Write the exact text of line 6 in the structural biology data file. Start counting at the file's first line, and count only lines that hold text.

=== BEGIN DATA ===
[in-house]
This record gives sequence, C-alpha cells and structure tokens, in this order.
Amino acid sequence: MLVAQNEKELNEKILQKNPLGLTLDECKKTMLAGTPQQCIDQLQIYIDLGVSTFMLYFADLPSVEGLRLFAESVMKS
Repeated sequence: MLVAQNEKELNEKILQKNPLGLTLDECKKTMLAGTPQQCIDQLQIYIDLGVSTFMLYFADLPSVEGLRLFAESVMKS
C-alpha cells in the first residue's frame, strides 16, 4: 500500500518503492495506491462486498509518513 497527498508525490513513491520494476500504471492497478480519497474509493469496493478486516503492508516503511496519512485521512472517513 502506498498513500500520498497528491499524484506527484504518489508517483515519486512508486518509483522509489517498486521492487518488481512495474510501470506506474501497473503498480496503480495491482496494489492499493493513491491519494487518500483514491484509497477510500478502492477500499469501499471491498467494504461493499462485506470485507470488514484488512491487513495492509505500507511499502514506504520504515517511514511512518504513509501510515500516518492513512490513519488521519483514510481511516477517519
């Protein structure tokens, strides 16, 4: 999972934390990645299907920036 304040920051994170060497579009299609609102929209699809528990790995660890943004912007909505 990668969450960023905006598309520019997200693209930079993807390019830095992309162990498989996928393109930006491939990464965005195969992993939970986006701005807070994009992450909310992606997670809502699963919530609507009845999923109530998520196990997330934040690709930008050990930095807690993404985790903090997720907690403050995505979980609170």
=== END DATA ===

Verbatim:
């Protein structure tokens, strides 16, 4: 999972934390990645299907920036 304040920051994170060497579009299609609102929209699809528990790995660890943004912007909505 990668969450960023905006598309520019997200693209930079993807390019830095992309162990498989996928393109930006491939990464965005195969992993939970986006701005807070994009992450909310992606997670809502699963919530609507009845999923109530998520196990997330934040690709930008050990930095807690993404985790903090997720907690403050995505979980609170």